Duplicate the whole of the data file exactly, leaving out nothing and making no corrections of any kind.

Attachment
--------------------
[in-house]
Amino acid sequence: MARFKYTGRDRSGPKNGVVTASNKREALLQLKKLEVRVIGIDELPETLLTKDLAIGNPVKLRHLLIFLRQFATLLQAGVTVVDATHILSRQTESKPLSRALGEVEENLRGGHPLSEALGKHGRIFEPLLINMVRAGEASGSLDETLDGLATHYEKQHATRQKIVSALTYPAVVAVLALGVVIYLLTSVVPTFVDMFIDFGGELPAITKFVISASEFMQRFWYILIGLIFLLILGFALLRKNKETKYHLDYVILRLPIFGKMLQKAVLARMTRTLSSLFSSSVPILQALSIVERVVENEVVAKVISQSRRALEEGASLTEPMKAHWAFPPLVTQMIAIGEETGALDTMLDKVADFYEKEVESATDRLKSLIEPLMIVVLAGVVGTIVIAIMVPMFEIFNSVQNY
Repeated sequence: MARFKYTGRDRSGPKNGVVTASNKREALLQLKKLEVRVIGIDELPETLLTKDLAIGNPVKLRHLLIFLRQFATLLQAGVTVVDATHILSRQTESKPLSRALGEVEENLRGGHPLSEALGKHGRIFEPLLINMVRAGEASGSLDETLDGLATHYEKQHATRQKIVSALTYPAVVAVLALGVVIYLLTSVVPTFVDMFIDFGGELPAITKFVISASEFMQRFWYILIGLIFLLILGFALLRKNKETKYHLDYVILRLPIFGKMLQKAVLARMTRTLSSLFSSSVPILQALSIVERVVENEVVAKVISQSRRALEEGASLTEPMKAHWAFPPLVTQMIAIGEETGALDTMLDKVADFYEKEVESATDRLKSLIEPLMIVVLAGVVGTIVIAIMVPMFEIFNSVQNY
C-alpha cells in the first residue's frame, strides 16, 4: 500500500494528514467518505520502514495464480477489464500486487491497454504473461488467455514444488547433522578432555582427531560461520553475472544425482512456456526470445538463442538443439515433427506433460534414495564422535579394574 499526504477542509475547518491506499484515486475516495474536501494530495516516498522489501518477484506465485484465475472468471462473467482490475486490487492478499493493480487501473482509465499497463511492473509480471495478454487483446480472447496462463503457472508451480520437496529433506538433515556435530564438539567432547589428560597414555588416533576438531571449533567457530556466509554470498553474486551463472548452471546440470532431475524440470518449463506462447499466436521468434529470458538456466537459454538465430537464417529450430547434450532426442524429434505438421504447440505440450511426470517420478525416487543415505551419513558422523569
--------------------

[in-house]
Amino acid sequence: MARFKYTGRDRSGPKNGVVTASNKREALLQLKKLEVRVIGIDELPETLLTKDLAIGNPVKLRHLLIFLRQFATLLQAGVTVVDATHILSRQTESKPLSRALGEVEENLRGGHPLSEALGKHGRIFEPLLINMVRAGEASGSLDETLDGLATHYEKQHATRQKIVSALTYPAVVAVLALGVVIYLLTSVVPTFVDMFIDFGGELPAITKFVISASEFMQRFWYILIGLIFLLILGFALLRKNKETKYHLDYVILRLPIFGKMLQKAVLARMTRTLSSLFSSSVPILQALSIVERVVENEVVAKVISQSRRALEEGASLTEPMKAHWAFPPLVTQMIAIGEETGALDTMLDKVADFYEKEVESATDRLKSLIEPLMIVVLAGVVGTIVIAIMVPMFEIFNSVQNY
Repeated sequence: MARFKYTGRDRSGPKNGVVTASNKREALLQLKKLEVRVIGIDELPETLLTKDLAIGNPVKLRHLLIFLRQFATLLQAGVTVVDATHILSRQTESKPLSRALGEVEENLRGGHPLSEALGKHGRIFEPLLINMVRAGEASGSLDETLDGLATHYEKQHATRQKIVSALTYPAVVAVLALGVVIYLLTSVVPTFVDMFIDFGGELPAITKFVISASEFMQRFWYILIGLIFLLILGFALLRKNKETKYHLDYVILRLPIFGKMLQKAVLARMTRTLSSLFSSSVPILQALSIVERVVENEVVAKVISQSRRALEEGASLTEPMKAHWAFPPLVTQMIAIGEETGALDTMLDKVADFYEKEVESATDRLKSLIEPLMIVVLAGVVGTIVIAIMVPMFEIFNSVQNY
C-alpha cells in the first residue's frame, strides 16, 4: 500500500494528514467518505520502514495464480477489464500486487491497454504473461488467455514444488547433522578432555582427531560461520553475472544425482512456456526470445538463442538443439515433427506433460534414495564422535579394574 499526504477542509475547518491506499484515486475516495474536501494530495516516498522489501518477484506465485484465475472468471462473467482490475486490487492478499493493480487501473482509465499497463511492473509480471495478454487483446480472447496462463503457472508451480520437496529433506538433515556435530564438539567432547589428560597414555588416533576438531571449533567457530556466509554470498553474486551463472548452471546440470532431475524440470518449463506462447499466436521468434529470458538456466537459454538465430537464417529450430547434450532426442524429434505438421504447440505440450511426470517420478525416487543415505551419513558422523569